The signing of the Amended Deep Offshore and Inland Basin Production Sharing Bill by President Muhammadu Buhari while on a private visit in London, has sparked outrage across Nigeria.
Mr. Buhari had left the country on October 28 to Saudi Arabia, and then went on a private visit to London on November 2 without transmitting power to vice president Yemi Osinbajo.
He will be away from Nigeria till November 17, the presidency had said in a statement.
The Yoruba socio-political group, Afenifere, the Ohanaeze Ndigbo and the Transition Monitoring Group, have described the taking of a bill by the chief of staff, Abba Kyari to London to be signed by the president, as the height of impunity.
However, the Presidency, argues that Mr. Buhari could perform his duties from any part of the world.
Afenifere disagreed, saying the fact that the President’s Chief of Staff travelled to London to present memos and bills to Buhari showed that Osinbajo was practically out of Buhari’s government.
The spokesman for Afenifere, Yinka Odumakin, told the Punch that the seeming demotion of Osinbajo was part of the next level strategy of Buhari.
He said, “This is evidence that Nigeria is now under one man’s rule. You can see that the National Assembly is a rubber stamp while the judiciary has been cowed. The Vice-President is practically out and that is all part of the next level.”
Reacting to the development, a former President of the Committee for the Defence of Human Rights (CDHR), Malachy Ugwummadu, said it was unethical and unpatriotic for the President to sign a bill outside the country.
“A few questions are relevant here. Why did the President not transmit power this time to the Vice-President? Why was it the Chief of Staff and not the Senior Special Assistant to the President on Legislative Matters, that took the amended Deep Shore Bill to him for signature?”
Also the Ohanaeze Ndigbo condemned Buhari’s action, describing it as executive lawlessness.
Prince Uche Achi-Okpaga, Ohanaeze’s National Publicity Secretary, expressed the view that the bill signed into law in London could not be binding on Nigerians.
“I won’t be surprised that this is happening, that is the height of abuse of executive powers. You see they have just watered the executive powers and made it to look like nonsense.
“Apart from the legal implications, how do they think the outside world, the foreign countries would be looking at us? They are looking at us as a state of lawlessness. Why would the President deal with his official executive office in a foreign country? He goes to a foreign land to sign bills that are meant to bind Nigerians. It doesn’t obtain anywhere and it shouldn’t even be mentioned anywhere.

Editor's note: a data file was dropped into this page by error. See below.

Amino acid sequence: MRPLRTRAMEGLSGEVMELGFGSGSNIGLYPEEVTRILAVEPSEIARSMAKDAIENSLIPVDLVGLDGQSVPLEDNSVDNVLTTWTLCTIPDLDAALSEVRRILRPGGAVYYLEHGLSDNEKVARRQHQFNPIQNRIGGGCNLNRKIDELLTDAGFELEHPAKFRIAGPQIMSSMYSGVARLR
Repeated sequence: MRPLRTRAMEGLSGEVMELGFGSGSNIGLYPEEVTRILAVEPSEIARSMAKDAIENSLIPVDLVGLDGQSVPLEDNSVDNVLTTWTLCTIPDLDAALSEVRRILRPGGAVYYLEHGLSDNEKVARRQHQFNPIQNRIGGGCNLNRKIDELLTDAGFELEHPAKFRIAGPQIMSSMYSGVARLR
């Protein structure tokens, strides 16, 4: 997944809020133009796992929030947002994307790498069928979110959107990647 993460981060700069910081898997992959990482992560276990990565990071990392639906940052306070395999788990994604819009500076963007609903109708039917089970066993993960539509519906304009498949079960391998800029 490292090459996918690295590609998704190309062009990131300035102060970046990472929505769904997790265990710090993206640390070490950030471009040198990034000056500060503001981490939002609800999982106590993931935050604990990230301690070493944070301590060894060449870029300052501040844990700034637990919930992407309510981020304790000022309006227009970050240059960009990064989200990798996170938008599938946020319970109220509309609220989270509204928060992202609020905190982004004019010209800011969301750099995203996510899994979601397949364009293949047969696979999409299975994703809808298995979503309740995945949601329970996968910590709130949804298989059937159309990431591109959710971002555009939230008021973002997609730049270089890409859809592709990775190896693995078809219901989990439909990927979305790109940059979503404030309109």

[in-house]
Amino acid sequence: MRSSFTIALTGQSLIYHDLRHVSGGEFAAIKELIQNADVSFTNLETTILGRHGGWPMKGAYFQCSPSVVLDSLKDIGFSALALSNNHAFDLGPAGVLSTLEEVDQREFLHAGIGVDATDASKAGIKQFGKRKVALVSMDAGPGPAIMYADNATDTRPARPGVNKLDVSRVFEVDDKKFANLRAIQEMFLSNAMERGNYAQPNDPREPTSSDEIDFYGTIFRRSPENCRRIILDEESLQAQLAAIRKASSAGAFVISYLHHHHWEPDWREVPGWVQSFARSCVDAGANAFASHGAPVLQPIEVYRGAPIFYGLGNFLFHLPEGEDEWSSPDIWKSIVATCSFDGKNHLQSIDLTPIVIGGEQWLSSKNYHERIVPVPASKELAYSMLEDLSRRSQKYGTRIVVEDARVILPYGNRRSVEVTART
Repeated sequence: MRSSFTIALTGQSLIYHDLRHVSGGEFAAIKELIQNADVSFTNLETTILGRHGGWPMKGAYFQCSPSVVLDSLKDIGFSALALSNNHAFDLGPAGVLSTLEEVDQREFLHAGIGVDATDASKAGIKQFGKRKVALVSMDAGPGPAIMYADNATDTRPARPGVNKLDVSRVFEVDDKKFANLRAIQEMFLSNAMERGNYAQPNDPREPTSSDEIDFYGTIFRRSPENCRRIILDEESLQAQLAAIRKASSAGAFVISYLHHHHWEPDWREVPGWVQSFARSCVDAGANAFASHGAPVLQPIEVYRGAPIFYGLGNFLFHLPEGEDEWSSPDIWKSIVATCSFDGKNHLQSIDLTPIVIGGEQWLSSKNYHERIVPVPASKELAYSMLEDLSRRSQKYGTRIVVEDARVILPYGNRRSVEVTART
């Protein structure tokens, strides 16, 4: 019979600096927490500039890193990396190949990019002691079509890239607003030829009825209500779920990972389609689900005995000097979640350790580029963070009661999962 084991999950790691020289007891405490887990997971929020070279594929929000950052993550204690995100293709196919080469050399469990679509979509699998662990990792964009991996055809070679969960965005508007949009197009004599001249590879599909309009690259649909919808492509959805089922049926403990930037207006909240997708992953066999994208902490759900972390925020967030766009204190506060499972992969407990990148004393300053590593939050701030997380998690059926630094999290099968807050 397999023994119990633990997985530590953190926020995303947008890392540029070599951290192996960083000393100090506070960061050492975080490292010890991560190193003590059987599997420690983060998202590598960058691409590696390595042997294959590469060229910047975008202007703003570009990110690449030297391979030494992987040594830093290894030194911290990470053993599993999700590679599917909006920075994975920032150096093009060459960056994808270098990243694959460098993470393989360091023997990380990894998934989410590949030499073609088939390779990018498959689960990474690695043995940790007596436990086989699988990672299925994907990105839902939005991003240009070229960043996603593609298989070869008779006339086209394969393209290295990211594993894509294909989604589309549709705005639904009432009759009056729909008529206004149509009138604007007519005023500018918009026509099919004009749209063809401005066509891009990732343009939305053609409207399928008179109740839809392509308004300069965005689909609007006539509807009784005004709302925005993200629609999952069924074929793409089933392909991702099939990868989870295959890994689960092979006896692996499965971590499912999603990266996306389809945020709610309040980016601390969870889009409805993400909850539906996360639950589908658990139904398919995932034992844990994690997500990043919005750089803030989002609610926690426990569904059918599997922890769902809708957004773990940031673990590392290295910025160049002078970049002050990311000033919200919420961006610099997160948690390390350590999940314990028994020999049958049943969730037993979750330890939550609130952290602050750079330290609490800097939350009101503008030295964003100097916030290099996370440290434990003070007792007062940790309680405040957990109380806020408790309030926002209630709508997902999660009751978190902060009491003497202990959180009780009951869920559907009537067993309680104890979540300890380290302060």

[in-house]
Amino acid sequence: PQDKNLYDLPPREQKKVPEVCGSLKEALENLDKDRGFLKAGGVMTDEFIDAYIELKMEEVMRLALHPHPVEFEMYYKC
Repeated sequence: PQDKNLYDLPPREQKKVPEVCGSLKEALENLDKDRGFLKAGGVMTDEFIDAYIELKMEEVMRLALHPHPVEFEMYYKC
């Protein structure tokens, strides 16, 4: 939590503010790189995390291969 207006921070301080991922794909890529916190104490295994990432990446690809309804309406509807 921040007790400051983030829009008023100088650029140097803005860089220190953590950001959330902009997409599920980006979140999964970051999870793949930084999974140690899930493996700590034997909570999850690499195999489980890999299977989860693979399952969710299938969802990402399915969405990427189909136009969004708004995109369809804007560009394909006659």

“What is the mission of the President outside in United Kingdom? Is his mission private or official? What is it that he cannot come back to Nigeria to attend to files on his table? If you transmit a bill from the National Assembly, it goes to the table of the President for his assent. Was it the National Assembly that took it to the President overseas?”
The umbrella body of lawyers in Nigeria, the Nigerian Bar Association also faulted the failure of the President, who said he is on a private visit in London, to transmit power to his deputy, Osinbajo.
NBA’s Publicity Secretary Kunle Edun, said while the President was entitled to work abroad, important business of state like assenting to bills should not be performed outside the shores of Nigeria.
The NBA stated, “Ordinarily, there should be nothing wrong with the Nigerian President working from abroad. Visitations to world leaders and attending international conferences are working visits.
“However, what we have found lately which is a sad norm is that the Nigerian President seems to prefer working more from his overseas base than being in Nigeria.
“This unfortunate trend has now recently been extended to a situation where a Nigerian President would be assenting to a legislative bill in a foreign country.
“Some may argue that the Nigerian House in London is part of the territory of Nigeria but the gaffe in such argument would be seen when we argue that the Supreme Court of Nigeria or the Senate of the National Assembly of Nigeria should also conduct their official businesses in the Nigerian House in London, or that the federal cabinet meeting should be held outside Nigeria.”